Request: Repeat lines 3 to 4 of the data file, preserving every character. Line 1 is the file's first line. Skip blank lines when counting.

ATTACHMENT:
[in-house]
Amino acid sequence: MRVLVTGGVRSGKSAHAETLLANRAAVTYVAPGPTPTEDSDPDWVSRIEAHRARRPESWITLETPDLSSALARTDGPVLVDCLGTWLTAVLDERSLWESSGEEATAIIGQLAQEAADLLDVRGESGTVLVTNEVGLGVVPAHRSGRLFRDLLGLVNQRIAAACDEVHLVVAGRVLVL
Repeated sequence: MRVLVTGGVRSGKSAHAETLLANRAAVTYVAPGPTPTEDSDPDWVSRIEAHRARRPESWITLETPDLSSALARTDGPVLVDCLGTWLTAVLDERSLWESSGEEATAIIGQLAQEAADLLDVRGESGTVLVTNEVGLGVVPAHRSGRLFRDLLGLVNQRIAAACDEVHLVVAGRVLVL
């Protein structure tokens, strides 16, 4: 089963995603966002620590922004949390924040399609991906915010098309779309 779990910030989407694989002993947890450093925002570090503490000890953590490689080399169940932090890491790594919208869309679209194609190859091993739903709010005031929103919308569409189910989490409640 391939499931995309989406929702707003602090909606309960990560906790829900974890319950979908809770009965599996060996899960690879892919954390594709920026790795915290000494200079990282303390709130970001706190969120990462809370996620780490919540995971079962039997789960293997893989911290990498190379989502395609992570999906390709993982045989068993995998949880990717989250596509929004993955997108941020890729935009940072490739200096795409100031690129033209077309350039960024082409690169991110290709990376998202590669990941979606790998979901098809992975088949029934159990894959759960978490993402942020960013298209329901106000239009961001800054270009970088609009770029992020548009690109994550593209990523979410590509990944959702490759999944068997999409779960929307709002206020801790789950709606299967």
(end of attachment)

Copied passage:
Repeated sequence: MRVLVTGGVRSGKSAHAETLLANRAAVTYVAPGPTPTEDSDPDWVSRIEAHRARRPESWITLETPDLSSALARTDGPVLVDCLGTWLTAVLDERSLWESSGEEATAIIGQLAQEAADLLDVRGESGTVLVTNEVGLGVVPAHRSGRLFRDLLGLVNQRIAAACDEVHLVVAGRVLVL
């Protein structure tokens, strides 16, 4: 089963995603966002620590922004949390924040399609991906915010098309779309 779990910030989407694989002993947890450093925002570090503490000890953590490689080399169940932090890491790594919208869309679209194609190859091993739903709010005031929103919308569409189910989490409640 391939499931995309989406929702707003602090909606309960990560906790829900974890319950979908809770009965599996060996899960690879892919954390594709920026790795915290000494200079990282303390709130970001706190969120990462809370996620780490919540995971079962039997789960293997893989911290990498190379989502395609992570999906390709993982045989068993995998949880990717989250596509929004993955997108941020890729935009940072490739200096795409100031690129033209077309350039960024082409690169991110290709990376998202590669990941979606790998979901098809992975088949029934159990894959759960978490993402942020960013298209329901106000239009961001800054270009970088609009770029992020548009690109994550593209990523979410590509990944959702490759999944068997999409779960929307709002206020801790789950709606299967």